How to Check Your House for Tornado Damage

The states of the south Midwest are known as Tornado Alley, the area with the highest average number of tornado occurrences in the country. Though tornadoes can occur at any time, the first half of the year – especially the warm summer months – tends to experience a higher frequency of tornadoes making landfall. Tornado damage can have a disastrous two-fold effect on your pocketbook: pricey physical damage to your home, and as a result, an increase in your homeowner insurance and/or tornado insurance rates. Major damage to the home is hard to miss, but not all storm damage is easy to spot. After a tornado has hit the area it is important to know how to assess your home for damage in hopes of catching small issues before they become big, expensive ones.

What to Look For

Structural damage is important to catch before the problem escalates; walk around the house to check the foundation and walls for cracks. Windows and doorways are the weakest areas of a houses" structure, so make sure to check them for cracks, as well. Severe weather might alter the foundation of your home, during a storm the ground underneath your home might shift, make sure that the floor is still level.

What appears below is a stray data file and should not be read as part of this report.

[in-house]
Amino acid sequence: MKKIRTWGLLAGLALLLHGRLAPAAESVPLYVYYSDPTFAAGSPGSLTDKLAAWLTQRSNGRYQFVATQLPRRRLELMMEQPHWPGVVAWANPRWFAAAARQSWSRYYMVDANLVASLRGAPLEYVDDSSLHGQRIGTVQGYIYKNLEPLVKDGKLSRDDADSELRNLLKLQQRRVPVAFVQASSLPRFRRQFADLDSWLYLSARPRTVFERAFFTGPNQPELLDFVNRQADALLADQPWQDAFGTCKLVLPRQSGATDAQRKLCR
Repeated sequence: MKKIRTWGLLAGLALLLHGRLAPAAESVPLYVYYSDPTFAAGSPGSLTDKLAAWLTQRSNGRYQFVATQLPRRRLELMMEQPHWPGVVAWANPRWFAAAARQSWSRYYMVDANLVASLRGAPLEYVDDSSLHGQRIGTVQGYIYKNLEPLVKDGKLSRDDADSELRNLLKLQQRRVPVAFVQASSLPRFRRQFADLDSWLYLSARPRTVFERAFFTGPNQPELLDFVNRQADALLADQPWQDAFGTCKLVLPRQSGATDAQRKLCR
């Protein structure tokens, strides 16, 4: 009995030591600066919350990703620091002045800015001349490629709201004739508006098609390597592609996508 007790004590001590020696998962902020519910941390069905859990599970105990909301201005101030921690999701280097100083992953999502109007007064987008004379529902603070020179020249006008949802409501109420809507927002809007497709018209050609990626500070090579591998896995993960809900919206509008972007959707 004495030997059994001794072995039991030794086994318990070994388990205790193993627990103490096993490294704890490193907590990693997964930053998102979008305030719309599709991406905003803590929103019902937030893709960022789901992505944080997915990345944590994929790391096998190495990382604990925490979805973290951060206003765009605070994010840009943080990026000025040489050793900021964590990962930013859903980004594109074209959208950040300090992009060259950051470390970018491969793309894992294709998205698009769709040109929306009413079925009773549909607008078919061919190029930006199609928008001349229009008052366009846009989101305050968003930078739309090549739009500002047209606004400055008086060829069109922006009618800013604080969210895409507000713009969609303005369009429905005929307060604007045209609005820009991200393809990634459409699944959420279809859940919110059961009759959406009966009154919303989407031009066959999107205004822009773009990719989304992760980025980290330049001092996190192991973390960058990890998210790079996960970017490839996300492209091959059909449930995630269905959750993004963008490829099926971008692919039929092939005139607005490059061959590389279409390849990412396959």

Experts suggest to check the roof of your home for damage from hail or flying debris. If you can look down on the roof from a second-story window, check for pock marks that would indicate contact and damage. Also check the air conditioning housing, gutters and around the edges of the roof for signs of damage.
In the days and weeks following the Tornado damage, be on the lookout for yellowing or water stains on the walls or ceiling. This could indicate issues with plumbing or previously undetected roof damage.

To make sure the plumbing of your home has escaped damage turn on all faucets and flush every toilet in the house, then open the cabinets where the plumbing is housed and check for leaks. Of course, to make sure your home is safe, call your homeowners insurance and have them come check your house for undetected tornado damage.Unfortunately, the Midwest (especially states like Nebraska, Iowa,Kansas and Oklahoma) is notoriously prone to tornado activity. For additional information, the Federal Emergency Management Agency (FEMA) offers suggestions on how to further protect your home from tornado damage.

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